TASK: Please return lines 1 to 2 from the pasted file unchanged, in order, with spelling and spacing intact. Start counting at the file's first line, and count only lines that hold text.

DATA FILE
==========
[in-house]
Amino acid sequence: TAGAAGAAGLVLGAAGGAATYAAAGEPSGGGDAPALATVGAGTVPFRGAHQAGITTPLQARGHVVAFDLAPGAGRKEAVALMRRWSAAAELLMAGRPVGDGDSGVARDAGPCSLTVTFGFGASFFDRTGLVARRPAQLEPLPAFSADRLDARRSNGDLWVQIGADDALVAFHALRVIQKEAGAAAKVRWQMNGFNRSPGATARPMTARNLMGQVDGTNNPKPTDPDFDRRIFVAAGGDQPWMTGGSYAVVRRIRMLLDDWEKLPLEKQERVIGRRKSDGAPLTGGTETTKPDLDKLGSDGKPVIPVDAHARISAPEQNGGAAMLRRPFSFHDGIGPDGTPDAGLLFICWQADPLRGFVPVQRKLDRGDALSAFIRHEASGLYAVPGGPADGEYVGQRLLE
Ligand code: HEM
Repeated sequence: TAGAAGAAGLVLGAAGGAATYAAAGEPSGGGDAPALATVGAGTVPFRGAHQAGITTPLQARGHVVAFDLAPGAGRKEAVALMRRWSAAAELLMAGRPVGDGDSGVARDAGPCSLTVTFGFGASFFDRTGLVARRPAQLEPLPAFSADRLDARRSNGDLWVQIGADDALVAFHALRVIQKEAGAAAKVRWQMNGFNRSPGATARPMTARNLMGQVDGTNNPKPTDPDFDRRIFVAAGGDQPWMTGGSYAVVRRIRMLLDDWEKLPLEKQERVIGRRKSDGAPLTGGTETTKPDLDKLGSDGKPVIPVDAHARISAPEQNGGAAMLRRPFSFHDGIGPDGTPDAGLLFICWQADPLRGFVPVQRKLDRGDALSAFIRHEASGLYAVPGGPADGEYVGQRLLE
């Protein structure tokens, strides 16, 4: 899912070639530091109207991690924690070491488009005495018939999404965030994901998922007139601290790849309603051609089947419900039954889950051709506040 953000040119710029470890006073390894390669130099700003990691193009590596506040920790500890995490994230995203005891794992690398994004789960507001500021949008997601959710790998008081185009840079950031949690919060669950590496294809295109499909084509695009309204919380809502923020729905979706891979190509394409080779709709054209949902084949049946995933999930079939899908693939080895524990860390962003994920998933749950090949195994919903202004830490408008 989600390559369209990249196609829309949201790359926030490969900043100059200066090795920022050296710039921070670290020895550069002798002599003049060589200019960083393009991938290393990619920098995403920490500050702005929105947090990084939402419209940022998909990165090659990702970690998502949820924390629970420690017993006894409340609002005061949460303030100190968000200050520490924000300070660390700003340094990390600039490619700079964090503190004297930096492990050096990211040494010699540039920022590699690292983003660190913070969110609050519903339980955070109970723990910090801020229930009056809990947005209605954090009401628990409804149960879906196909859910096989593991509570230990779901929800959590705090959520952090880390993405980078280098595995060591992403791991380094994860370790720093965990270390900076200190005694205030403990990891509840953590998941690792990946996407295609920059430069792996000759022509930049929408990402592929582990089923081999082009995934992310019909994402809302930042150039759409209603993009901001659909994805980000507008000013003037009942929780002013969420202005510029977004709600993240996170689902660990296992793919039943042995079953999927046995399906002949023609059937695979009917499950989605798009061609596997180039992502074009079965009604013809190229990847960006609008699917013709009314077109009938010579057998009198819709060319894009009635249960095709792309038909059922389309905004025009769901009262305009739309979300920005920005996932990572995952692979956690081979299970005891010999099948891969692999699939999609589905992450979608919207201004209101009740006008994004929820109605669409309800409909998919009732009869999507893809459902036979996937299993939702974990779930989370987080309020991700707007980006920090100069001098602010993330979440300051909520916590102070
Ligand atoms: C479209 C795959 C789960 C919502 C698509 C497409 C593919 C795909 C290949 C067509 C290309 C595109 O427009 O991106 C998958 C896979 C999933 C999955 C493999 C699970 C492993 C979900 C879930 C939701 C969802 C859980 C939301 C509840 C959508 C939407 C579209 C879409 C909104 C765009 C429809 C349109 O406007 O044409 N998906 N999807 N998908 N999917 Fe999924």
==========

[in-house]
Amino acid sequence: TAGAAGAAGLVLGAAGGAATYAAAGEPSGGGDAPALATVGAGTVPFRGAHQAGITTPLQARGHVVAFDLAPGAGRKEAVALMRRWSAAAELLMAGRPVGDGDSGVARDAGPCSLTVTFGFGASFFDRTGLVARRPAQLEPLPAFSADRLDARRSNGDLWVQIGADDALVAFHALRVIQKEAGAAAKVRWQMNGFNRSPGATARPMTARNLMGQVDGTNNPKPTDPDFDRRIFVAAGGDQPWMTGGSYAVVRRIRMLLDDWEKLPLEKQERVIGRRKSDGAPLTGGTETTKPDLDKLGSDGKPVIPVDAHARISAPEQNGGAAMLRRPFSFHDGIGPDGTPDAGLLFICWQADPLRGFVPVQRKLDRGDALSAFIRHEASGLYAVPGGPADGEYVGQRLLE